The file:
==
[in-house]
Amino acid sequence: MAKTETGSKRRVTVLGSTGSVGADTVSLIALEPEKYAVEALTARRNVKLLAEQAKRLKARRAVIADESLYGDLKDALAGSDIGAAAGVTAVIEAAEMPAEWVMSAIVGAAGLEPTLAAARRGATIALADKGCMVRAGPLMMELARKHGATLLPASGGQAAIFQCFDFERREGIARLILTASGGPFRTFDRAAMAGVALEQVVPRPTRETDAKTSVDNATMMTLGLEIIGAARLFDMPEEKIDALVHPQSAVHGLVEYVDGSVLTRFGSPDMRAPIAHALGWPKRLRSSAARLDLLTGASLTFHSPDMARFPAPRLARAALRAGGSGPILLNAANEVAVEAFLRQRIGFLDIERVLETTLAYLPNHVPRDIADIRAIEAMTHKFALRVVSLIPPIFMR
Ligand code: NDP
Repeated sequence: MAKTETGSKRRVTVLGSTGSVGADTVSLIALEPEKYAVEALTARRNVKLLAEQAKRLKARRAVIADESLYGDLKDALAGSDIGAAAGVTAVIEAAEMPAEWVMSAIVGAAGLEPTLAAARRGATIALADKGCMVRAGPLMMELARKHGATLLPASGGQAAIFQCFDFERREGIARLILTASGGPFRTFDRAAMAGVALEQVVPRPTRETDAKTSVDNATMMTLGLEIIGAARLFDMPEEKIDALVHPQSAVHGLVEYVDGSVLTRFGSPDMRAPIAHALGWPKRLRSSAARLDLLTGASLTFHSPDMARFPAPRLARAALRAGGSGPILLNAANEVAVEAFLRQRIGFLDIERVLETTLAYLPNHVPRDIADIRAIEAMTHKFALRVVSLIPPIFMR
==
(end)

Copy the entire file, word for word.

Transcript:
[in-house]
Amino acid sequence: MAKTETGSKRRVTVLGSTGSVGADTVSLIALEPEKYAVEALTARRNVKLLAEQAKRLKARRAVIADESLYGDLKDALAGSDIGAAAGVTAVIEAAEMPAEWVMSAIVGAAGLEPTLAAARRGATIALADKGCMVRAGPLMMELARKHGATLLPASGGQAAIFQCFDFERREGIARLILTASGGPFRTFDRAAMAGVALEQVVPRPTRETDAKTSVDNATMMTLGLEIIGAARLFDMPEEKIDALVHPQSAVHGLVEYVDGSVLTRFGSPDMRAPIAHALGWPKRLRSSAARLDLLTGASLTFHSPDMARFPAPRLARAALRAGGSGPILLNAANEVAVEAFLRQRIGFLDIERVLETTLAYLPNHVPRDIADIRAIEAMTHKFALRVVSLIPPIFMR
Ligand code: NDP
Repeated sequence: MAKTETGSKRRVTVLGSTGSVGADTVSLIALEPEKYAVEALTARRNVKLLAEQAKRLKARRAVIADESLYGDLKDALAGSDIGAAAGVTAVIEAAEMPAEWVMSAIVGAAGLEPTLAAARRGATIALADKGCMVRAGPLMMELARKHGATLLPASGGQAAIFQCFDFERREGIARLILTASGGPFRTFDRAAMAGVALEQVVPRPTRETDAKTSVDNATMMTLGLEIIGAARLFDMPEEKIDALVHPQSAVHGLVEYVDGSVLTRFGSPDMRAPIAHALGWPKRLRSSAARLDLLTGASLTFHSPDMARFPAPRLARAALRAGGSGPILLNAANEVAVEAFLRQRIGFLDIERVLETTLAYLPNHVPRDIADIRAIEAMTHKFALRVVSLIPPIFMR